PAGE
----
Break the Theatrical Ice

Rituals, Games, and Ice Breakers

Stage Partners Education Director, Maria McConville, shares her thoughts on starting a new school year and how theatre games can help break the ice.

And just like that, another summer break has come and gone. They don’t seem long enough, do they? I always find the beginning of a new school year to be quite exciting, though. There is so much possibility and potential.

Your approach to the first few weeks of class or residency can set the tone for the rest of year. How will you introduce this group to the ideas of theatre? How will you begin to guide them to trusting one another in order to collaborate and create? Do you want your space to be peaceful and focused or bursting with energy?

Establishing a ritual at the beginning and end of each rehearsal or class session has always proven to be a successful tactic when creating a new ensemble. Rituals, Games, and Ice Breakers can bring everyone’s focus into the room, but can also help get a tired group’s energy going or can corral the wildness into a perfect calm. These games can build listening skills, spark creativity, and can help transition students from one task to another.

Once your students become familiar with your ensemble’s rituals, they become an excellent opportunity for individuals to take on a leadership role and lead the game. It’s also an opportunity for students to make mistakes and not be right! Most of their day is spent making sure they have the right answer. With these rituals they can find out something new about the game, themselves, and each other through play and exploration. Who cares about being right anyway?

One ritual that I have found to be popular amongst students and teachers alike is called Hey, Hey What Do You Say? This is a great ritual for the top of a rehearsal. Students can share what they feel, what is bothering them or what they are so very excited to tell the whole group. Students might be surprised about how many students are feeling and thinking the same things as they are. It is also a fantastic way for you, the teacher/director, to take the temperature of your ensemble.


    1. In a circle, as a group, establish a clapping rhythm and chant, “Hey, Hey what do you say? Tell us what you did today!” OR  “Tell us how you feel today.”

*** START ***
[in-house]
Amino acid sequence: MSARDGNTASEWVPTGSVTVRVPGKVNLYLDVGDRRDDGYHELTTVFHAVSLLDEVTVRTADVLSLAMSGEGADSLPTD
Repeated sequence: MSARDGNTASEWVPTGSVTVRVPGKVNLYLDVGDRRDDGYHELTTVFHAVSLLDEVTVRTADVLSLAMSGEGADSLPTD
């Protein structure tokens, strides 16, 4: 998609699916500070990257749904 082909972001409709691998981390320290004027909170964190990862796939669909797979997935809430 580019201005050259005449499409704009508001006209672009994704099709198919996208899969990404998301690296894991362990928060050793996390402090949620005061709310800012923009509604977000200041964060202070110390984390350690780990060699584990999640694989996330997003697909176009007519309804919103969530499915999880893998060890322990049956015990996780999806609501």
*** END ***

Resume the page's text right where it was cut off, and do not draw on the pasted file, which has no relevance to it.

2. The teacher should start and share one thing about their day. “I taught 3 classes this morning.” OR “I’m feeling hungry.”
    3. After the statement, the group claps and chants again, “Hey, Hey what do you say? Tell us what you did today.” The student to the teacher’s right shares.
    4. This moves around the circle until everyone has shared. Try to keep the sharing at a max of 2-3 sentences.

It’s really hard not to react to the thoughts and feelings that are shared. This just drags the ritual out. Perhaps, at the end of the game, the students have 30 seconds to share with their neighbor what surprised them.

Modification: You can use this at the end of rehearsal or session and have students say “Hey, hey what do you say? Tell us what you learned today.” This is a great tool to see if what you taught/rehearsed stuck and to have your lessons and themes repeated back to the rest of the group.

Probably my favorite game to help build trust and focus with a group is


    1. The group stands in the circle in “actor’s neutral.”
    2. The teacher has “The Energy.” To pass the energy to the next person, you must make eye contact and use body language to communicate with your partner.
    3. Clap together!
    4. The student who received the energy now passes it along to the right the same way.
    5. The clap or the energy moves around the circle this way and gains speed. Ideally, it will end up sounding like one person clapping.

There will be mistakes. Students won’t clap at the exact same time, or one may anticipate receiving the energy and clap before it is officially passed to them. These are learning opportunities! Like a hiccup during a live performance, how do we work together to keep the game going?

Rituals are not easy to establish. Quite often the school environment makes it more difficult to give the time to it. But if you can stick to them, you may find your students more productive and present for the time you have to work.

Care to share your favorite ritual or ice breaker below?


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Maria McConville (Education Director) is a native New Yorker who has lived in every borough…yes, even Staten Island. She started out at LaGuardia High School of Music & Art and Performing Arts and received her BA in Performance from Fordham University at Lincoln Center.  Maria has performed all over New York City from Shakespeare in the Park-ing Lot to Theatre Row and across the country with Theatreworks USA. She is the playwright of Stage Partners’ play #VIRAL and #Censored. She also a member of AEA, Army wife, proud mother, and an inspired teaching artist.